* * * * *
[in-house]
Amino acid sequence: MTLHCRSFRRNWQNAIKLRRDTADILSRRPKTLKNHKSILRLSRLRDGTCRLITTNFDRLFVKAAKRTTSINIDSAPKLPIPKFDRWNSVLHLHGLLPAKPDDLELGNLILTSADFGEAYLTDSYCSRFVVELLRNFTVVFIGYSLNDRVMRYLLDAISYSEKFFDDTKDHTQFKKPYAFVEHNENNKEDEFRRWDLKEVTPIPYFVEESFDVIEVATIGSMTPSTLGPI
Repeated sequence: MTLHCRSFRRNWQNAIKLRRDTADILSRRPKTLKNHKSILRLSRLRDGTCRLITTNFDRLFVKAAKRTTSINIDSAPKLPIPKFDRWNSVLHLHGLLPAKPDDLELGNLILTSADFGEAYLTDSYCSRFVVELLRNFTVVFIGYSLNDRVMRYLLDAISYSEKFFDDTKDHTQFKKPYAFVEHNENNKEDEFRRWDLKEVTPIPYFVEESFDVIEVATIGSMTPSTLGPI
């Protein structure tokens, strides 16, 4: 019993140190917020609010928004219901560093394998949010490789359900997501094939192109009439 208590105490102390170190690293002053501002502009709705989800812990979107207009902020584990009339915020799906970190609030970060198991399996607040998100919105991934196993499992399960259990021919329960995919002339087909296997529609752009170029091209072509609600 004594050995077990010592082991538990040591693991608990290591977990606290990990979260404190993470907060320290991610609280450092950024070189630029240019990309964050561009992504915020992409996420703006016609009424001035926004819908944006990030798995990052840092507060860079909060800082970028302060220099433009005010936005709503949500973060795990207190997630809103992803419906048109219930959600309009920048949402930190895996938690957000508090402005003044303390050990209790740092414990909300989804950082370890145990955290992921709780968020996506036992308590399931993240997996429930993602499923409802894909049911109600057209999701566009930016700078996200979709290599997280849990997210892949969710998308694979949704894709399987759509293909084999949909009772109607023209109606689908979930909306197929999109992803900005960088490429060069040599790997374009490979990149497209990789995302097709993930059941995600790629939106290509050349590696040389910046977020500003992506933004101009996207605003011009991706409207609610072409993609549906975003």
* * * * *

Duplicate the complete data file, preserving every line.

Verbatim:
[in-house]
Amino acid sequence: MTLHCRSFRRNWQNAIKLRRDTADILSRRPKTLKNHKSILRLSRLRDGTCRLITTNFDRLFVKAAKRTTSINIDSAPKLPIPKFDRWNSVLHLHGLLPAKPDDLELGNLILTSADFGEAYLTDSYCSRFVVELLRNFTVVFIGYSLNDRVMRYLLDAISYSEKFFDDTKDHTQFKKPYAFVEHNENNKEDEFRRWDLKEVTPIPYFVEESFDVIEVATIGSMTPSTLGPI
Repeated sequence: MTLHCRSFRRNWQNAIKLRRDTADILSRRPKTLKNHKSILRLSRLRDGTCRLITTNFDRLFVKAAKRTTSINIDSAPKLPIPKFDRWNSVLHLHGLLPAKPDDLELGNLILTSADFGEAYLTDSYCSRFVVELLRNFTVVFIGYSLNDRVMRYLLDAISYSEKFFDDTKDHTQFKKPYAFVEHNENNKEDEFRRWDLKEVTPIPYFVEESFDVIEVATIGSMTPSTLGPI
């Protein structure tokens, strides 16, 4: 019993140190917020609010928004219901560093394998949010490789359900997501094939192109009439 208590105490102390170190690293002053501002502009709705989800812990979107207009902020584990009339915020799906970190609030970060198991399996607040998100919105991934196993499992399960259990021919329960995919002339087909296997529609752009170029091209072509609600 004594050995077990010592082991538990040591693991608990290591977990606290990990979260404190993470907060320290991610609280450092950024070189630029240019990309964050561009992504915020992409996420703006016609009424001035926004819908944006990030798995990052840092507060860079909060800082970028302060220099433009005010936005709503949500973060795990207190997630809103992803419906048109219930959600309009920048949402930190895996938690957000508090402005003044303390050990209790740092414990909300989804950082370890145990955290992921709780968020996506036992308590399931993240997996429930993602499923409802894909049911109600057209999701566009930016700078996200979709290599997280849990997210892949969710998308694979949704894709399987759509293909084999949909009772109607023209109606689908979930909306197929999109992803900005960088490429060069040599790997374009490979990149497209990789995302097709993930059941995600790629939106290509050349590696040389910046977020500003992506933004101009996207605003011009991706409207609610072409993609549906975003």